Metro Weekly

Spotlight: Sam Nester’s ‘Arcadia’ at George Mason University

A groundbreaking installation that puts the background environment into the foreground

Yassmin Salem with Don Russell and Sarah D'Alexander
Yassmin Salem with Don Russell and Sarah D’Alexander — Photo: Evan Cantwell/Creative Services/George Mason University

All year long, George Mason University presents a technology-enabled audiovisual installation that bridges the realms of art, nature, and self-care and is rooted in the natural, real-time biorhythms of plants.

Sensors attached to plants in the Mason greenhouse provide data that is then applied to produce real-time sound through a variety of digital instruments and LED light based on pitches from those instruments, as part of the groundbreaking Arcadia, presented by Mason’s College of Visual and Performing Arts in partnership with the School of Art’s Murals at Mason and Mason Exhibitions initiatives.

With a title referencing Greek mythology — specifically, the domain of the god of music and the wild — and the utopian ideal of natural harmony, New York-based artist and musician Sam Nester, in an official statement, characterizes his installation as one that puts “the environment from the background around us into the foreground from our increasingly urbanized existence [and] aims to be an Edenic return to nature and humans in balance.”

In addition to helping “cultivate green consciousness” among all those who view it, Arcadia is helping to inform and inspire a variety of cross-disciplinary activity and research at Mason. The virtual exhibition is currently being used as the backdrop for 30-minute guided meditations every Thursday via Zoom led by the university’s Center for Well Being.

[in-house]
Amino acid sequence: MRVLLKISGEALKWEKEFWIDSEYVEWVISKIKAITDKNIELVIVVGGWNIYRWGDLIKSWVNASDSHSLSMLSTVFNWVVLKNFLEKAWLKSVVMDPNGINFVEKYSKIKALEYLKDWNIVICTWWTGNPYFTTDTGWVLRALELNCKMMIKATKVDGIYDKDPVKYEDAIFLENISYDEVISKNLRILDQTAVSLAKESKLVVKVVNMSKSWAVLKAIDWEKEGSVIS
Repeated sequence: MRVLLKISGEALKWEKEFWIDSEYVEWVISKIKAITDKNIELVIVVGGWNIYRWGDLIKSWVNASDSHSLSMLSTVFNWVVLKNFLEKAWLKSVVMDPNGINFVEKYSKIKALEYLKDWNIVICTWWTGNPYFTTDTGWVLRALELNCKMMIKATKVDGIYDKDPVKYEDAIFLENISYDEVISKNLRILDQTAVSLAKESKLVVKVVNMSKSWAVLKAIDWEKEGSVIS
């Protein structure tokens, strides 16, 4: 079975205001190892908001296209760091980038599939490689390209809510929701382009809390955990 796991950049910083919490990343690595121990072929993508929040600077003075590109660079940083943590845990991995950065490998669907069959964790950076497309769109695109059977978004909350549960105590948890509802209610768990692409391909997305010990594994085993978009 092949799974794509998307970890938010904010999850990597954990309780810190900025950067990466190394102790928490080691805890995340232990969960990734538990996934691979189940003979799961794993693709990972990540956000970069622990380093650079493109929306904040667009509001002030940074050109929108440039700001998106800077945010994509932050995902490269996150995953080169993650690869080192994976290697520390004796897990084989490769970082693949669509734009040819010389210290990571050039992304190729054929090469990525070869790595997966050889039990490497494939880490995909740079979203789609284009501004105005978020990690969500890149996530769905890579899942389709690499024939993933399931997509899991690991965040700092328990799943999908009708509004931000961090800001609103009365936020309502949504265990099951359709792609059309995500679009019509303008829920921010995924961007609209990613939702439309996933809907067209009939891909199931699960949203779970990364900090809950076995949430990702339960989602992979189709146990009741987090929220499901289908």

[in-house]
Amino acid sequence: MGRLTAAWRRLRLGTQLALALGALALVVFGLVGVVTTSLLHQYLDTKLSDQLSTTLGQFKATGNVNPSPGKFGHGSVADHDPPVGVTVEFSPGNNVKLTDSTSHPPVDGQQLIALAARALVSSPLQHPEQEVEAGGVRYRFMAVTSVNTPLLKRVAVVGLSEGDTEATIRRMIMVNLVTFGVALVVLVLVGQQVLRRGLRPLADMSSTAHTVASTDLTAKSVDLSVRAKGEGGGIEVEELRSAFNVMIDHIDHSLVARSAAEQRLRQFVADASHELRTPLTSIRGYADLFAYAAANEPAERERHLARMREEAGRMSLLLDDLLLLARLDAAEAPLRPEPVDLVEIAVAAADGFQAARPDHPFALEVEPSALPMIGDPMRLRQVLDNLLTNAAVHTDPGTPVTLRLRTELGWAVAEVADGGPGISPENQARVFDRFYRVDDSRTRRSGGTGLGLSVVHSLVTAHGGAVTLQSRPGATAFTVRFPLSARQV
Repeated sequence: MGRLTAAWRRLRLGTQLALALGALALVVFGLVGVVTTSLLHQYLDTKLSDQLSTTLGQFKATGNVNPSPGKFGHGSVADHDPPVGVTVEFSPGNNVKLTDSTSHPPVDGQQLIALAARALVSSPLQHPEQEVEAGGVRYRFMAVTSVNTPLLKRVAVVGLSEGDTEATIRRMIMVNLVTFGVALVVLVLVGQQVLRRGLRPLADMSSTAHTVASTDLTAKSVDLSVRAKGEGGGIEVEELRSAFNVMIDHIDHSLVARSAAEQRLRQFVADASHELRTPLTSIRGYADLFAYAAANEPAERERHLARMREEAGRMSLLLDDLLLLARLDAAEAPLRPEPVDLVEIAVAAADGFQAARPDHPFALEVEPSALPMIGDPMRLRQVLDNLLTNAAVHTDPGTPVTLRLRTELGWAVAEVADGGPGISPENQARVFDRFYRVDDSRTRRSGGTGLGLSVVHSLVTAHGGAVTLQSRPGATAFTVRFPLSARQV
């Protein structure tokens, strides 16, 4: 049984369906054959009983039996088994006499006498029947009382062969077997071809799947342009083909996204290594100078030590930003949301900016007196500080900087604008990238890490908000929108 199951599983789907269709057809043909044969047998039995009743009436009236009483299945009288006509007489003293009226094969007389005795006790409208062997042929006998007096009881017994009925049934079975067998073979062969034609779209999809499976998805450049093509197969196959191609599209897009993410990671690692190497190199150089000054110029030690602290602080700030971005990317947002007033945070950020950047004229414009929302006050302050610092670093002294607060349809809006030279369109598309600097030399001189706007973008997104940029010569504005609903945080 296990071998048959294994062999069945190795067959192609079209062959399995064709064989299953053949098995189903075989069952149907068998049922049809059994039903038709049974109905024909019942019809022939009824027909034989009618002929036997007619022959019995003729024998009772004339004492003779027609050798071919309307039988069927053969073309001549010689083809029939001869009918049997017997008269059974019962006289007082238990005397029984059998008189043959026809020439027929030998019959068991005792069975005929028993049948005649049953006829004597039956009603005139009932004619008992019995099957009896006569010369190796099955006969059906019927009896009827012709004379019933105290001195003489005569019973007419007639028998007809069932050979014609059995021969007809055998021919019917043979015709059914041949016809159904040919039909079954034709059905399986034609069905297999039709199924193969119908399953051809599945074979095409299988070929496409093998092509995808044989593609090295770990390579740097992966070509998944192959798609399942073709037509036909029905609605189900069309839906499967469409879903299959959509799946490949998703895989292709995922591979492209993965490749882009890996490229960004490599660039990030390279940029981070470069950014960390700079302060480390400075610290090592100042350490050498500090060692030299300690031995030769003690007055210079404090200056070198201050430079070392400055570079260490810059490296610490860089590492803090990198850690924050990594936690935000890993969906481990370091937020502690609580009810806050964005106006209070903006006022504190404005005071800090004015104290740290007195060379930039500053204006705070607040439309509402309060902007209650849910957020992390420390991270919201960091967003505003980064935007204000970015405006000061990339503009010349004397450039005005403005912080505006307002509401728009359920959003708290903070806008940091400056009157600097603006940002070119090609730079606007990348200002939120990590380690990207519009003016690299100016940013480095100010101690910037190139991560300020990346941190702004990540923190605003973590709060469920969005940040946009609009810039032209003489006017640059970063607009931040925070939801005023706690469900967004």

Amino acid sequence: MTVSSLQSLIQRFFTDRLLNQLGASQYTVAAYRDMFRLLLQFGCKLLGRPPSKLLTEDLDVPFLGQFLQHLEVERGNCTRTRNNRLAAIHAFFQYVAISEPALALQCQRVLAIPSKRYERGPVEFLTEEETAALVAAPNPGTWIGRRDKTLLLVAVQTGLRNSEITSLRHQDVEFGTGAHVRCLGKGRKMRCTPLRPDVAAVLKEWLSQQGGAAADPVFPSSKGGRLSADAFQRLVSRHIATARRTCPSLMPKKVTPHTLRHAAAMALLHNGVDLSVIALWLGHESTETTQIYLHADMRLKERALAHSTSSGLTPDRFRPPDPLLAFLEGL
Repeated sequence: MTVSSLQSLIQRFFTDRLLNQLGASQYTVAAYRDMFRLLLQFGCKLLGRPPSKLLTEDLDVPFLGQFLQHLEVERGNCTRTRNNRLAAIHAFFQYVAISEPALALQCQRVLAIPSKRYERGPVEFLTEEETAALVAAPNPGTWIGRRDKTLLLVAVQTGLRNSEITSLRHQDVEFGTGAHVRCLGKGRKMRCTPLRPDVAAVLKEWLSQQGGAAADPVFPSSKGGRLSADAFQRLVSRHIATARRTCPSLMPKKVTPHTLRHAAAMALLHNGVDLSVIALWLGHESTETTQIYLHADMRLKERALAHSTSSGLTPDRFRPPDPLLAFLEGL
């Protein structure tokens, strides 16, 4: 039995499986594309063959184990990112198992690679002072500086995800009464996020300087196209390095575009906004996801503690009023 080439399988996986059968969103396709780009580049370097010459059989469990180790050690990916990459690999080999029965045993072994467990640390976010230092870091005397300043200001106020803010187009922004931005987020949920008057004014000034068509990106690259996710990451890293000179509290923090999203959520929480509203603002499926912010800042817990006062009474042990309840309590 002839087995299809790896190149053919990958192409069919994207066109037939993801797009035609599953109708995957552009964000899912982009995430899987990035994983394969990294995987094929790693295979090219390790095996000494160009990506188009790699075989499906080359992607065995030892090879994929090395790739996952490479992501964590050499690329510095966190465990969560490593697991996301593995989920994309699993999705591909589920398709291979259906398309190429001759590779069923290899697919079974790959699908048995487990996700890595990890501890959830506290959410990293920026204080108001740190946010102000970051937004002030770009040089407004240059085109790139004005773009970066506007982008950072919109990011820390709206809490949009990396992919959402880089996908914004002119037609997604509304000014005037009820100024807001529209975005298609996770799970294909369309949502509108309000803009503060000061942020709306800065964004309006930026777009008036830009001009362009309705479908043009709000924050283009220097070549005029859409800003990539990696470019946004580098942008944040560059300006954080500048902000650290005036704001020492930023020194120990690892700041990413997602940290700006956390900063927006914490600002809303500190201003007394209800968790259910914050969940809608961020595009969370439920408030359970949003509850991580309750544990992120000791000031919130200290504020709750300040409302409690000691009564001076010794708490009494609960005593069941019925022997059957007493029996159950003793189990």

And the constant monitoring of plants and biodata generation is aiding scientific research into plant propagation and food security issues as they relate to native Virginian species, everything from ginseng and echinacea, to dwarf thornless raspberries and currant shrubs. It will also serve as a test site for inquiry into medicinal plants native to the commonwealth such as Black Cohosh, Wild Indigo, and Pink Azalea.

On display through December 2021 through an always-on livestream, viewable from @masonarcadia on Twitch or by visiting www.masonexhibitions.org.

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Doug Rule covers the arts, theater, music, food, nightlife and culture as contributing editor for Metro Weekly. Follow him on Twitter @ruleonwriting.

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